Macroprudential policy aims to limit the serious and lasting consequences of boom-bust cycles for the financial system, the economy and society. It is one part of the Reserve Bank’s toolkit for maintaining financial stability – the consistent supply of financial services that the economy relies on.
Macroprudential policy can reduce the impact of a stress scenario on the financial system and wider economy by:
- building additional resilience in the financial system, so that banks can support the economy even when it is under stress;
- reducing risky mortgage lending, so that banks have fewer losses to absorb.
A short video "Booms, busts and the way between" explains the role of macro-prudential policy and the tools the Reserve Bank has to smooth out boom-bust cycles.
Memorandum of Understanding on Macro-Prudential Policy
In May 2013, the Minister of Finance, Hon Bill English, and Reserve Bank Governor, Graeme Wheeler, signed a Memorandum of Understanding (MOU) on Macro-Prudential Policy. The MOU outlines the governance arrangements for the use of macro-prudential tools that are designed to promote greater financial system stability. The MOU sets out four macro-prudential tools in the New Zealand context:
- the countercyclical capital buffer (CCB)
- adjustments to the minimum core funding ratio (CFR)
- sectoral capital requirements (SCR)
- temporary restrictions on high loan-to-value ratio (LVR) residential mortgage lending.
The framework document for macroprudential policy outlines the purpose of the tools and how they transmit to financial stability. It is intended to improve the quality, predictability and transparency of the Reserve Bank’s decision making, and provides a basis for holding the Reserve Bank to account for its macroprudential policy decisions.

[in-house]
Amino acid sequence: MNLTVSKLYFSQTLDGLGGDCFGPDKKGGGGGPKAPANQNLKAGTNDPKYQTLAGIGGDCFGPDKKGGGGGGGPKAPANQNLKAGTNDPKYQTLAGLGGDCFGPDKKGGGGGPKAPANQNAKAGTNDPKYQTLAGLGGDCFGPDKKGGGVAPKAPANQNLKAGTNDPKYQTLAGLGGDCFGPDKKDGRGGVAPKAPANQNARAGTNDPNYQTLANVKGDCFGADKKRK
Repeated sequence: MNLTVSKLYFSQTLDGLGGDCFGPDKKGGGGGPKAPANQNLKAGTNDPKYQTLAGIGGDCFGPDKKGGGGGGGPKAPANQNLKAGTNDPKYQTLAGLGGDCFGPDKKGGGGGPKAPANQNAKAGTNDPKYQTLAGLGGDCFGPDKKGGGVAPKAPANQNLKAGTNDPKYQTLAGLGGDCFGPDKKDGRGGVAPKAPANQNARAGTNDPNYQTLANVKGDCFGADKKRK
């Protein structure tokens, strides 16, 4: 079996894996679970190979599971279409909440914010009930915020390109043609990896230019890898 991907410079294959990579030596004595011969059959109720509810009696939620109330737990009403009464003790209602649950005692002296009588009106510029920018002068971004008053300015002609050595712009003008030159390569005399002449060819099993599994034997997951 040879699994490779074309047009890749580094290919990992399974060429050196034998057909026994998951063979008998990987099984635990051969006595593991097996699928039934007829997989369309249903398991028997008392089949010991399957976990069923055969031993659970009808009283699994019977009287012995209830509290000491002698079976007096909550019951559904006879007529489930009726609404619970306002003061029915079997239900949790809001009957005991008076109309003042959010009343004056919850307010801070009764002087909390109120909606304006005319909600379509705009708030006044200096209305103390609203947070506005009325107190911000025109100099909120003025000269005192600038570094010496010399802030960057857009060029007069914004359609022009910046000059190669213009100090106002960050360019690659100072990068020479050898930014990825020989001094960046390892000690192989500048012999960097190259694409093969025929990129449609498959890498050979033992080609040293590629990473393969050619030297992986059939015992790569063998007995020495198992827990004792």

The Reserve Bank will consult the public on proposals to introduce new macroprudential tools, and report on macro-prudential policy in the Financial Stability Report. The framework document will be updated from time to time to reflect legislative and policy changes.
High loan-to-value ratio restrictions
Limits on high loan-to-value ratio (LVR) residential mortgage lending were put in place in October 2013, and are the only macro-prudential tool used to date. High-LVR lending restrictions were changed on 1 January 2019 and vary depending on whether the borrower or tenants occupy the property.
More information is available on the Loan-to-value ratio restrictions page.
The Reserve Bank has undertaken a detailed evaluation of the LVR policy – the only macroprudential tool used to date. The evaluation covers their impact on financial stability, efficiency and other public policy objectives such as competition and housing affordability.
Debt to income (DTI) limits
The Reserve Bank has suggested that serviceability restrictions such as DTI limits would be a useful addition to the tools allowed under the Memorandum of Understanding. If they were added and the Reserve Bank elected to enact them in the future, DTI limits would limit the share of residential mortgage borrowers able to obtain large loans relative to their income. In June 2017, the Reserve Bank consulted the public about this.